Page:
For a large place (two entire floors), the service was impressive. The wine list is fairly deep and intelligently priced. Overall, very enjoyable but the consensus was, we'd be inclined to try other places before returning.

    Sunday, we headed downtown for lunch before our early evening flight home. When our hosts suggested Sticky Fingers Ribhouse, I was skeptical. After all, how good could a touristy place with four locations really be?
    Actually, damn good:
    Image
    Here's the combo rib plate: Memphis dry, sweet, and hot. All three were terrific; smoky, chewy yet tender. No meat jello here. The dry ribs were the unanimous winner.

    Ever the contrarian, I ordered the brisket sandwich, a new item on their menu:
    Image
    Just the way I like it. The smoke in the brisket was subtler than the ribs, but definitely there. The sides-- beans and cole slaw, were better than expected.

    Some months ago, Charleston favorite son Stephen Colbert held a charity auction on his show. The prize item was the famous portrait of himself standing in front of a portrait of himself. Sticky Fingers made the winning bid, and the "portrait" now proudly hangs in the restaurant.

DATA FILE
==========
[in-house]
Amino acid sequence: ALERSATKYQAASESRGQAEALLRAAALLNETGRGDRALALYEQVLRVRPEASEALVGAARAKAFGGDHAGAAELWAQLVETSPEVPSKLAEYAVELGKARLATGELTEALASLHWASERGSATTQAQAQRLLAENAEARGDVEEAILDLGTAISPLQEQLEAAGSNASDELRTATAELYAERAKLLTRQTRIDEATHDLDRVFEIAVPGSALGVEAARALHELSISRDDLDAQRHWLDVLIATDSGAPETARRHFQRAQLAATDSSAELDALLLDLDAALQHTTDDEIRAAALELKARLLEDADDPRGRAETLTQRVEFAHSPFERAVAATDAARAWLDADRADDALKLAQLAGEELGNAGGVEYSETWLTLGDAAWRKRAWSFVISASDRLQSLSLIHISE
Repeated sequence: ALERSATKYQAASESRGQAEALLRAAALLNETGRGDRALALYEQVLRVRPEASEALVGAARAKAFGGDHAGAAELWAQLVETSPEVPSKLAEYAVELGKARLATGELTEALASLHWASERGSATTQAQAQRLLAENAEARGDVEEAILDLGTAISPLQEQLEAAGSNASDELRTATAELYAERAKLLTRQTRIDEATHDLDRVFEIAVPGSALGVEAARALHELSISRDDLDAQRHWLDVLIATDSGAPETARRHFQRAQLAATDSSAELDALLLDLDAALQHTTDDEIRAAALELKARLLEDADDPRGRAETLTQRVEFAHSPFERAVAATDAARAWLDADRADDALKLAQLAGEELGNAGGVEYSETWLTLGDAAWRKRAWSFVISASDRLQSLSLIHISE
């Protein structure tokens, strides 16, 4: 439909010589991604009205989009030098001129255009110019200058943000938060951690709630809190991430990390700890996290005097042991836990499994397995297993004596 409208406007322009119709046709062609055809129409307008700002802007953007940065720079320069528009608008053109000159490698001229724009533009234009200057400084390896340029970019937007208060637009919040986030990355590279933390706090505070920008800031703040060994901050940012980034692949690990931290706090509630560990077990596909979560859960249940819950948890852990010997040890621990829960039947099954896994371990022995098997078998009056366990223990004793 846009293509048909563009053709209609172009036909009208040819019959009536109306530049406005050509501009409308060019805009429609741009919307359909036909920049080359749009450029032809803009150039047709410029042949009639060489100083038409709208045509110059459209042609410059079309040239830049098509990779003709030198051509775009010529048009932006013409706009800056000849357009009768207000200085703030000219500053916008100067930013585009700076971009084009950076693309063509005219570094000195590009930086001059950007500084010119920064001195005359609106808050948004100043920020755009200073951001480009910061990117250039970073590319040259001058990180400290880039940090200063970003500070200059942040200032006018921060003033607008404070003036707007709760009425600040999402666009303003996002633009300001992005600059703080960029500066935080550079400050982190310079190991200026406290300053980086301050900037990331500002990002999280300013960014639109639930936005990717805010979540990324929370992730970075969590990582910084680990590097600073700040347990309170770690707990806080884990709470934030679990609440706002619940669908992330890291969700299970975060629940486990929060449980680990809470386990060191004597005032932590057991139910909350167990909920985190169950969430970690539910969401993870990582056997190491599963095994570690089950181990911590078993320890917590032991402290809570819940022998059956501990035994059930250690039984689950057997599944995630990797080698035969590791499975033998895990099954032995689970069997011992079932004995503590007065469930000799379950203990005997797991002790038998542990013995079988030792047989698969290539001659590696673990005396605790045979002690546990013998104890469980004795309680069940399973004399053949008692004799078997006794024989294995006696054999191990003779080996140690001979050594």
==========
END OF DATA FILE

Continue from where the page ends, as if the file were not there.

Image
    Hey, who's that guy with Paul?

    Now, about Friday night. First, I have to say that just about everything we ate, including an unphotographed lunch at Jestine's, was very, very good in a Southern, calories-be-damned kind of way. But the real standout was a true dump of a place, aptly named The Wreck. Actually its full name is "The Wreck of the Richard & Charlene," in honor of a fishing trawler that was slammed into the dock by Hurricane Hugo at the exact spot where the restaurant now stands.
    Now, I love fried shrimp, and have eaten them in hundreds of restaurants. But these were the best I can ever remember:
    Image
    They lightly dust the shrimp in flour and pop them into the fryer. That it. OMG!. Good enough sides include dirty rice, hush puppy and some kind of other fried thingy. Happily, the local brew, Palmetto, is eminently quaffable. Notice also the side dish of boiled peanuts. Sort of like Redneck Edamame. Why do people eat those nasty things?